New releases are a little thin for the next few weeks, and on the whole, the month of September is traditionally one of the least well-stocked of the year. What better time than now to get reacquainted with some of the best limited release theaters in the area?
“The Butler” scored a #1 berth in its debut week in theaters, which means the summer movie season is more or less officially over. In that vein, there’s a bunch of serious (and seriously humorous) screening options around town this week.
Quite a few new interesting new offerings are seeing full release over the next week or two. Here is a list of some of the best limited release options you’ll want to check out this week.
It’s Pride Week in the Twin Cities, and LGBT themes pop up in at least a few of the next seven days’ worth of recommended screenings. Here are your best bets for the week.
The hits just keep coming. Upstream Color is being brought back for an encore run at the St. Anthony Main Theater on Friday, along with another pair of specialty draws. The Heights continues its dazzling Hollywood extravaganza. The Walker’s got a couple of can’t-miss arty attractions.
There’s something wicked in the air. Nearly all of my suggested best bets for Twin Cities film fans are either horror movies or arty interpolations of horror tropes or dissertations on the variety to be found within the genre.
‘Papadopoulos & Sons’ – a British comedy about Greek immigrants – was a surprise hit in its home country. But ‘Sons’ takes a more subtle route than that other surprise hit comedy about an overweight, Hellenic wedding.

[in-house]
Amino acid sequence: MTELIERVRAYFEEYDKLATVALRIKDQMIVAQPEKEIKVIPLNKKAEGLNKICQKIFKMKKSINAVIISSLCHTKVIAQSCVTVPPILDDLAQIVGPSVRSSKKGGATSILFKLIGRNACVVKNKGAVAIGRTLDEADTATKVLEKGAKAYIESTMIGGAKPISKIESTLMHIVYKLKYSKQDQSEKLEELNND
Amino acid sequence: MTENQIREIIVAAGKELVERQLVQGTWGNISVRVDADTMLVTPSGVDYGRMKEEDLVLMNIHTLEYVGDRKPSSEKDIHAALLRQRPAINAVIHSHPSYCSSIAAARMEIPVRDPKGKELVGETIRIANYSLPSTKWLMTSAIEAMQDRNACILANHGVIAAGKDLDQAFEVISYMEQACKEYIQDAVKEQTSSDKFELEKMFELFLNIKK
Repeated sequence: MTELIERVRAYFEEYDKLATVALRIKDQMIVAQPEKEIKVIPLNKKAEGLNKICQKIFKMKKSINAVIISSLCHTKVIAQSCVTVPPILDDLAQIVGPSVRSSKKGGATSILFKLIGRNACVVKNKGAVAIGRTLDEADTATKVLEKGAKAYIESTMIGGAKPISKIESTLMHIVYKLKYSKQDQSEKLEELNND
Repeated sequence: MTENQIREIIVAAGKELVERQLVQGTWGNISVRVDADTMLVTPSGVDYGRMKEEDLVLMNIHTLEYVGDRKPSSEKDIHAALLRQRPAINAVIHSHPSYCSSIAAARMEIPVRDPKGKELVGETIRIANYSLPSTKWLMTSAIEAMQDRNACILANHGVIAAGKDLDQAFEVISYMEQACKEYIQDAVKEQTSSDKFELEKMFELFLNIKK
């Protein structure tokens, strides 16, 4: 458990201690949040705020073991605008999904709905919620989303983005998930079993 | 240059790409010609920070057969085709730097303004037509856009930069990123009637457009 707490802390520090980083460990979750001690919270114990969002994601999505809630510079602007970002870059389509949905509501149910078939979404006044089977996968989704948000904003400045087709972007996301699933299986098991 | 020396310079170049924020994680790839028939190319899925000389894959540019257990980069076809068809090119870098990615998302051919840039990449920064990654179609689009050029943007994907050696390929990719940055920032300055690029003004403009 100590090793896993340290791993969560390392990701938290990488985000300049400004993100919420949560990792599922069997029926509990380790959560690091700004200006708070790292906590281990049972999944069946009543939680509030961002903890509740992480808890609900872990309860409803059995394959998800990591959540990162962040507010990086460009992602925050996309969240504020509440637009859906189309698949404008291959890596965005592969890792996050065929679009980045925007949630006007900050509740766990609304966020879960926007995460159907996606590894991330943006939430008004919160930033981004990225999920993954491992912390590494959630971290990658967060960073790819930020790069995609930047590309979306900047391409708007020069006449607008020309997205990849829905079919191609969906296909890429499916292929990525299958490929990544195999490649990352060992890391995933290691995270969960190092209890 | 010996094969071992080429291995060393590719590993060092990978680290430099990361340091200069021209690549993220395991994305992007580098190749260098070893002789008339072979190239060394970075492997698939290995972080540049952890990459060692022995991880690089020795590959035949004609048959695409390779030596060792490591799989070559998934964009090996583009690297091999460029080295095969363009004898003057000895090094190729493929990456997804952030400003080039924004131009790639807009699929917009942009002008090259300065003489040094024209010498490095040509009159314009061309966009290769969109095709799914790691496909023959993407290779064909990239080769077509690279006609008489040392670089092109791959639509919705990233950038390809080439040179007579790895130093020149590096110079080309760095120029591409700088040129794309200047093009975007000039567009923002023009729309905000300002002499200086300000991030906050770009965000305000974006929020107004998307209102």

Young comedian Trevor Newandyke doesn’t find much success on stage, or in any area of his life. His only pleasures include listening to his Walkman, watching daytime TV and indulging in pyromania.
It seems the Minnesota shorts programs get richer or at least fuller with each passing year. There were no less than three programs this year, and that’s just to cover the narrative features. Here are […]
The phrase “the banality of evil” has been tossed around a few times during the last week, once the social network took a glimpse at the purported Twitter account of the 19-year-old suspected in last week’s Boston Marathon bombings.
Canadian auteur David Cronenberg spent most of his career honing an idiosyncratic brand of cinema, label by critics as “body horror.” With films like “Videodrome” and “The Fly,” many of Cronenberg’s protagonists found themselves fighting an enemy within themselves, and usually with putrid and dire outcomes.
Remember the RNC Welcoming Committee? That group of self-described anarchists who were caught supposedly planning to shatter Molotov cocktails at the 2008 Republican National Convention in St. Paul?
Marco Tullio Giordana’s The Best of Youth was one of the most impressive historical dramas of the last decade that just happened to be covering a period many people in Italy themselves lived through.
When a small Belgium town holds its annual festival to chase away winter with a bonfire, the citizens find it impossible to light their ample kindling. But stranger things await the town in The Fifth Season, a gorgeously filmed gem by husband and wife directors Peter Brosens and Jessica Woodworth.